Some idea's are so cool I'm just jealous I didn't think of them myself. With all the crappy, time consuming and totally useless social network sites (linkedin being the exception) it's refreshing to see something like slideshare.com.
The idea is pretty simple - share your slides ! In fact, now that I think of it - it's basically like youtube - but with slides - or presentations.
Just create an account - upload your presentations and slideshare will convert your pdf's or ppt's or whatever format into a flash driven presentation. Which at that point, you'll be able to embed them into your website.
Just for fun I uploaded the presentations I did for UKOUG2007 and UKOUG2008. The 2007 one got selected by the slideshare editorial team as a showcase on their technology page. Way cool!
Your presentation Extending the Oracle SSO is currently being showcased on the 'Technology' page by our editorial team.
It's likely to be there for the next 16-20 hours...
- the SlideShare team
I'm pretty sure their editorial team is a couple of uber-geeks as the selected presentation 'Extending the Oracle Single-Sign-On server' is … well … kind of geeky … and I even dumb'ed it down a bit. It's all about PKI, certificates, authentication, reverse proxies, apache and … fitting Oracle's SSO server somewhere in between
It's also loaded with PowerPoint's custom animations, so you actually need to download it and run it in PowerPoint to get an idea of what I'm aiming for … so the editorial team must have been geeky enough to download it and let all the animations spin their heads around.
The content itself is based on the work I've been doing at a customer's site - an insurance company - that had very specific requirements regarding their SSO architecture. They had made Oracle their choice of platform as they had been using the Oracle RDBMS for about 10years (I was the one who set it up back then). So it was only natural that when they wanted to 'web-enable' their back-office applications, and give their - and third party - brokers access to some of their back-office applications, they chose Oracle's Internet Application Server.
As all their business logic was built within PLSQL - the fat database model or database centric approach as Toon Koppelaars calls it - it was quite easy to develop a web front-end for it. The thing that they struggled the most with, was integrating Oracle single sign on with their fancy and expensive vpn/ssl boxes. Not only that but, they needed to integrate Oracle SSO with a federated authentication infrastructure, so that third party brokers, who were already authenticated through a third party identity provider could automatically logon to their applications, mapping third party identities to their identities.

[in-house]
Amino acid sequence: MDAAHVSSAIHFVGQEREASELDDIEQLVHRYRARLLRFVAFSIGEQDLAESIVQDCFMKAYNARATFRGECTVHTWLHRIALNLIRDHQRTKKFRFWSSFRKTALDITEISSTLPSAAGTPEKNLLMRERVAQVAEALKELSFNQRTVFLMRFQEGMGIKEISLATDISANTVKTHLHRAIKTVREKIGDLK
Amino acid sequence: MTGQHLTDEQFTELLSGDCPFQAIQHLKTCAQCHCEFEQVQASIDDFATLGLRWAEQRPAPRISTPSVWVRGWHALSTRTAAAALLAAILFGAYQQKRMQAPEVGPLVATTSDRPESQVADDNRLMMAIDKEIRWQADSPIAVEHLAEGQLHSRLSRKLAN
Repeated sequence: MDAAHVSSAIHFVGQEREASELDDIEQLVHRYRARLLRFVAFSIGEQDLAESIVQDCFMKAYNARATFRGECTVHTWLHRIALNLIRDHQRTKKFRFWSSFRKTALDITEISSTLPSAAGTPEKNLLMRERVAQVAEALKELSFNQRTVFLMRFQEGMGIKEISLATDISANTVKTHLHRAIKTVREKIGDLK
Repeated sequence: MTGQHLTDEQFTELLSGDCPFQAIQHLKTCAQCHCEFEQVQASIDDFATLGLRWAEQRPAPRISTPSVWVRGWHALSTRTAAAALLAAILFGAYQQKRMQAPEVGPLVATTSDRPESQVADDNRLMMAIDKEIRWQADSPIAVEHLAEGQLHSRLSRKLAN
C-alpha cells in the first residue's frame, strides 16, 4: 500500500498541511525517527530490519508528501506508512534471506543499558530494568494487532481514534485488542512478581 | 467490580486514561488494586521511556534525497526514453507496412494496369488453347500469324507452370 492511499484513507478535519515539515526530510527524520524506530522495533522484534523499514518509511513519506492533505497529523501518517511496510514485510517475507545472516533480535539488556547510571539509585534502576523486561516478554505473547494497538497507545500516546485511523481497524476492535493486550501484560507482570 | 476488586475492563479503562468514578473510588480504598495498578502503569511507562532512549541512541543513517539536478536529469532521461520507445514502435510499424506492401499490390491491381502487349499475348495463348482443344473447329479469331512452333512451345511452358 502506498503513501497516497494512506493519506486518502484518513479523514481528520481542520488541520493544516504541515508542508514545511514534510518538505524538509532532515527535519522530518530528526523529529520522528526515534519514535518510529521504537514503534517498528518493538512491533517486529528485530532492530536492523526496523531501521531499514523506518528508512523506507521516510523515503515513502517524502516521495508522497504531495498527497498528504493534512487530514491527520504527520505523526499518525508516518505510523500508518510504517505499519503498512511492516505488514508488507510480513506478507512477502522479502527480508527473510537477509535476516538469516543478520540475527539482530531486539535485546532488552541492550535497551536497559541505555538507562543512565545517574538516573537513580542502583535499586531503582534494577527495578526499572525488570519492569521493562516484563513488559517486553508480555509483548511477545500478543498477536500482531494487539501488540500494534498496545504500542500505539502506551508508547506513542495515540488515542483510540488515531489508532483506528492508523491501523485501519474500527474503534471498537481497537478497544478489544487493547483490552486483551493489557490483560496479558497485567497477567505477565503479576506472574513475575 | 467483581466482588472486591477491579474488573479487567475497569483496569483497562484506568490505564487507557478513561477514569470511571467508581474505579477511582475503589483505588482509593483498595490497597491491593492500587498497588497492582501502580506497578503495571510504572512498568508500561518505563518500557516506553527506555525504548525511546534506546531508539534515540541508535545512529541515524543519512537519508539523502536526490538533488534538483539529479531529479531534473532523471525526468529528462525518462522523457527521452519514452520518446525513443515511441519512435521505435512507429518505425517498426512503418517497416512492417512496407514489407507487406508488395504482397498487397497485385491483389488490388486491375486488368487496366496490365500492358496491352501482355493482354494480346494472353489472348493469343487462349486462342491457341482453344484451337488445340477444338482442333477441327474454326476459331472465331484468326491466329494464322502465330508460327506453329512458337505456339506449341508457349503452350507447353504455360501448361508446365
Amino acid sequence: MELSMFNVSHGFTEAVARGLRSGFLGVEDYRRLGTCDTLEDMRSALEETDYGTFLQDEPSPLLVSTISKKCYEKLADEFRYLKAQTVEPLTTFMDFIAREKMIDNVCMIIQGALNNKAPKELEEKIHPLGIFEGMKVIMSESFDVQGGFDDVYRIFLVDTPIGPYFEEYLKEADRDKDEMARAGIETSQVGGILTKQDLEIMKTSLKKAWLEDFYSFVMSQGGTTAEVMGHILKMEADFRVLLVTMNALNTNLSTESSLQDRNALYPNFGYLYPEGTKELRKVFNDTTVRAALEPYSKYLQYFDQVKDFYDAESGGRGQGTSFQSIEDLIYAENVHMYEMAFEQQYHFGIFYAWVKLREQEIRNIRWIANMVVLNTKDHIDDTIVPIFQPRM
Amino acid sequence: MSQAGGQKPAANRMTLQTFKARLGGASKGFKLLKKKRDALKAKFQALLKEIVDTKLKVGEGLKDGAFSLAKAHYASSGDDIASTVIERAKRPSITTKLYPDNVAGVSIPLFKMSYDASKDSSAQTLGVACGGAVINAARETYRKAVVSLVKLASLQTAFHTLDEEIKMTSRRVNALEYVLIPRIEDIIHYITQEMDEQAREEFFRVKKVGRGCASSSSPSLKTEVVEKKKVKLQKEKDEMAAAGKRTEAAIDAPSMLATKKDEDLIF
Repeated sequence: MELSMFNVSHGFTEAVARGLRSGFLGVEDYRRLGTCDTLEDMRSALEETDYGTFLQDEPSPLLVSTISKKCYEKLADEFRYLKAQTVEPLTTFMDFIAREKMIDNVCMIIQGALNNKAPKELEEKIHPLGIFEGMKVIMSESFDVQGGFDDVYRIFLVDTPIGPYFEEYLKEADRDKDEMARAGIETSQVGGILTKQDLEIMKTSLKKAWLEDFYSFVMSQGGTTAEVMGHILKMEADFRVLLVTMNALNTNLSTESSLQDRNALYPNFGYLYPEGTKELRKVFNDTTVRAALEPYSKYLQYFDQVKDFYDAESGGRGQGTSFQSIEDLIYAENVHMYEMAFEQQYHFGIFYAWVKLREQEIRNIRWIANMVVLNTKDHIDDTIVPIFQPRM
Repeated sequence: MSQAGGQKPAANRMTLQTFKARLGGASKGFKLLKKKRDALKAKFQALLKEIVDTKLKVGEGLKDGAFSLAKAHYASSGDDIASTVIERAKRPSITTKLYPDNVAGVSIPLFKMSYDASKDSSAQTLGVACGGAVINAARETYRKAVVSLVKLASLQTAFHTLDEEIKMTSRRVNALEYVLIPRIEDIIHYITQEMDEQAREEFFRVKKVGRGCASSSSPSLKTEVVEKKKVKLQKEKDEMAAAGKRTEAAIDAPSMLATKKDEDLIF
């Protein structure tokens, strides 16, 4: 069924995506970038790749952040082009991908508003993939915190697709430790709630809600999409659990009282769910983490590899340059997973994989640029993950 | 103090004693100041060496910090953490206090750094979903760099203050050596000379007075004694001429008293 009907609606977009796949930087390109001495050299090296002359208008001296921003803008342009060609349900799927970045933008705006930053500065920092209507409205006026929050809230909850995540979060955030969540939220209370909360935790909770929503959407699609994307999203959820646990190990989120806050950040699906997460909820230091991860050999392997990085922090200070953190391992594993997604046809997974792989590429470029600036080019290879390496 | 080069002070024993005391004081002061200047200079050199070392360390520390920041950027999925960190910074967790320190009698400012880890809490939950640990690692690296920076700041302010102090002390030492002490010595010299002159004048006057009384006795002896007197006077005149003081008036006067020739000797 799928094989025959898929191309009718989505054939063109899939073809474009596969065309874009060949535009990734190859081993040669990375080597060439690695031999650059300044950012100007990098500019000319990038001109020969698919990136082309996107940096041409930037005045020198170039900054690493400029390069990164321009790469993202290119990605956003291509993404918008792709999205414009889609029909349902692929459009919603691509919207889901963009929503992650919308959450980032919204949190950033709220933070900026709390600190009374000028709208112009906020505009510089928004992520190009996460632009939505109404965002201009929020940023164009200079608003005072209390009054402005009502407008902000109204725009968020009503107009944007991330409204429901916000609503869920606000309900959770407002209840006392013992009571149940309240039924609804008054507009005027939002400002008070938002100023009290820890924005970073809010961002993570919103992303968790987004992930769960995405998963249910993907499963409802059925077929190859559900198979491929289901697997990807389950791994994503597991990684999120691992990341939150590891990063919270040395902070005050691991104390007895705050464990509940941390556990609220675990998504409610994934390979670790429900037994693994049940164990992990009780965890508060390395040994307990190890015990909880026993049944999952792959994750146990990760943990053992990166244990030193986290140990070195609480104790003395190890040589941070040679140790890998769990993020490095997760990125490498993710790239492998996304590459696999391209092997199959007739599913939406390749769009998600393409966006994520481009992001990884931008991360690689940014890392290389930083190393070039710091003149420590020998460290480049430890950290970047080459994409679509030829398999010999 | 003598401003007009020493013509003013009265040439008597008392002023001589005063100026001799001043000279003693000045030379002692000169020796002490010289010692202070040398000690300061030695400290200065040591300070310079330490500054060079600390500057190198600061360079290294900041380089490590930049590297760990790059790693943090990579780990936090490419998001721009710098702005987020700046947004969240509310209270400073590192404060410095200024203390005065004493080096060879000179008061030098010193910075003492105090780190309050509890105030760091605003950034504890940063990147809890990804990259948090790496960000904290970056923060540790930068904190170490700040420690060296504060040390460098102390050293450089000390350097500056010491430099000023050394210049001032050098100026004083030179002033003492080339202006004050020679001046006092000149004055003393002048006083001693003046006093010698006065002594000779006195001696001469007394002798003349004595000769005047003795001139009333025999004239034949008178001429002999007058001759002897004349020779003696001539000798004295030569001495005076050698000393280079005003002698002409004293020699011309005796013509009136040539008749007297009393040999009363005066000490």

And we're only halfway there - they also wanted to run their own certificate authority (thank god for Oracle CA … are we the only one actually using it in production ? ). Using their own CA they wanted to generate client certificates so that internet brokers could authenticate themselves with their own client certificate. But they also had the choice of using their Belgian passport to authenticate themselves against Oracle SSO. And because the insurance holding has multiple companies, the logon screens needed multiple look-and-feels … oh and multi-language support of course.
So for the last couple of years I have been busy pulling Oracle's SSO server inside-out, integrating it with a juniper 4000 VPN/SSL series - which we threw out in favor of an apache2 based SSL terminator and reverse proxy. The juniper box was just holding us back. I did have to write some custom apache filters for Oracle Portal. I think Oracle Portal generates some of the weirdest html I've ever seen… and mod_proxy_html wasn't up to the job for that
I've also integrated SAMLv2 with Oracle SSO. I had to write a java based SAML proxy to get it done, because the SAML token needed to be transferred over a HTTPs connection using a client certificate authentication - but it works like a charm. This was only done this year - so it's only slightly mentioned in the presentation. We had a kind of DIY federated authentication before that, as the third party was not finished implementing a SAML IP themselves.
So I wrote various software packages that tied it all together, like :
Anyway - that's in a nutshell what the presentation is about. Never mind all the DBA stuff and java programming … working with these technologies was awesome … and it'll help me a grea lot in my DUDE work when I finally finish support for unloading data encrypted using Transparent Data Encryption (TDE)
Oh - here's the presentation embedded ... but you'll need to download it and run it powerpoint to get the animations running !
Kurt Van Meerbeeck
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